Sandra Meagher is proof that volunteers can have a tremendous impact in a short amount of time. When Diane Stine, Development Director asked her to join the Fundraising Committee at the beginning of 2020, she immediately hit the ground running.
“Sandra wanted to wait until her work and scheduling conflicts allowed her to dedicate more time to the Fundraising Committee. However between January and May, I was impressed how she would check in with me to learn about the Museum’s fundraising strategies and discuss on how she could use her knowledge and skills to help the CSPM raise critical support. I really appreciate the enthusiasm and energy that Sandra brings to the fundraising committee and look forward to seeing how she will continue to make an impact at the CSPM in the future.” — Diane Stine, Development Director
Sandra was interested in joining the Fundraising Committee in order to help raise support to keep the museum accessible for everyone. “When you consider what it all entails, the museum, the exhibits, the curation… our museum is a steward and a custodian of our local history. Exhibits are masterfully crafted displaying diverse and significant aspects of our history. The significance is granted not exclusively to historical people of prominence, but also to the common person, of various cultural backgrounds. It must be an extraordinary amount of work to produce these exhibits and in turn make history more accessible to us… How fortunate we are in Colorado Springs to have a museum of this caliber dedicated to our local story. ”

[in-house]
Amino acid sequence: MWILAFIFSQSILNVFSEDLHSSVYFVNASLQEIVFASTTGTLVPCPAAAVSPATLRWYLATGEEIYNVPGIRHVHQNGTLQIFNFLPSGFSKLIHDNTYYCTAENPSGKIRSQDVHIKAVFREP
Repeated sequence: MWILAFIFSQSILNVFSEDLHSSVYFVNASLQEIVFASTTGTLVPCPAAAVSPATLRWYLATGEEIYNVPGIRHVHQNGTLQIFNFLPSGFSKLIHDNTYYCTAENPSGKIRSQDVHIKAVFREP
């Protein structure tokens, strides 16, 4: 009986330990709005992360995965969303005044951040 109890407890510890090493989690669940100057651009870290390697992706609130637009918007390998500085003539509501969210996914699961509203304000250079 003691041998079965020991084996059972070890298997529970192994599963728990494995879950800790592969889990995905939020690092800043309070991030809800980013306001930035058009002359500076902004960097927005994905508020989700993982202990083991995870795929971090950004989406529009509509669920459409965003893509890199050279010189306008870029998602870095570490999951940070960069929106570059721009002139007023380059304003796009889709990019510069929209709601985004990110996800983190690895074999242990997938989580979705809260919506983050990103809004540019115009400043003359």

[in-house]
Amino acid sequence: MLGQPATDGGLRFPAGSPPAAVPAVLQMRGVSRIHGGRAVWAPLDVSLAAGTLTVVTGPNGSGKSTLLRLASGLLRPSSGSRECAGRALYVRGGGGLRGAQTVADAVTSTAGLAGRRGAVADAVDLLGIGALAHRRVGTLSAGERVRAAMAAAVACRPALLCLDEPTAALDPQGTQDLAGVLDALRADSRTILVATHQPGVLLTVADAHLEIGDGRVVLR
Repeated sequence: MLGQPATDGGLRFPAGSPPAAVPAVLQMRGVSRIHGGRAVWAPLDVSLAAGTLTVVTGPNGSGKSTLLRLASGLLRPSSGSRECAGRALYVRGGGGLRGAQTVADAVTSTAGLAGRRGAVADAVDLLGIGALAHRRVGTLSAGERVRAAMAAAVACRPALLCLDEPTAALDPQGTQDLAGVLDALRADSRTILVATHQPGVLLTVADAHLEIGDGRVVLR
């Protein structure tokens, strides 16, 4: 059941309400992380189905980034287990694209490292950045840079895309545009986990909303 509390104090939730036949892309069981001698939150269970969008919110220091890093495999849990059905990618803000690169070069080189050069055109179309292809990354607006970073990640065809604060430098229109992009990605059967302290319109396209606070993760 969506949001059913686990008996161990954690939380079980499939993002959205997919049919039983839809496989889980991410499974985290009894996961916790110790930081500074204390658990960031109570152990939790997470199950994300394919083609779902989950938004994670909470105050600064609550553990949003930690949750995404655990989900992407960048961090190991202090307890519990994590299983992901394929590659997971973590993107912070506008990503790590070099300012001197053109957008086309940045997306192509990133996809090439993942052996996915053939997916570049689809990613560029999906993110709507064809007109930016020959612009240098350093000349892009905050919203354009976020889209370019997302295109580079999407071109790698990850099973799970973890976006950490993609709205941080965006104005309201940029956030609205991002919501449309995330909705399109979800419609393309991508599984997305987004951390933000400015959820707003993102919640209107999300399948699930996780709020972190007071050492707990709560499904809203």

Sandra loves exploring and delving into local history. Recently, Sandra was drawn in by the stories shared in [Dis]Information: American Indians through the Lens of Roland Reed. “Mr. Reed was passing through Colorado Springs and had an unfortunate accident. The year was 1934. He reportedly slipped on a banana peel, sustaining life ending injuries. The first thought that comes to mind is…seriously, a banana peel? The second thought soon follows….a banana peel, in 1934? From where, when, and how were bananas first imported to Colorado? And that’s how it begins, isn’t it? A good story takes you in unanticipated directions.”
Congratulations Sandra and thank you for all you do for the museum!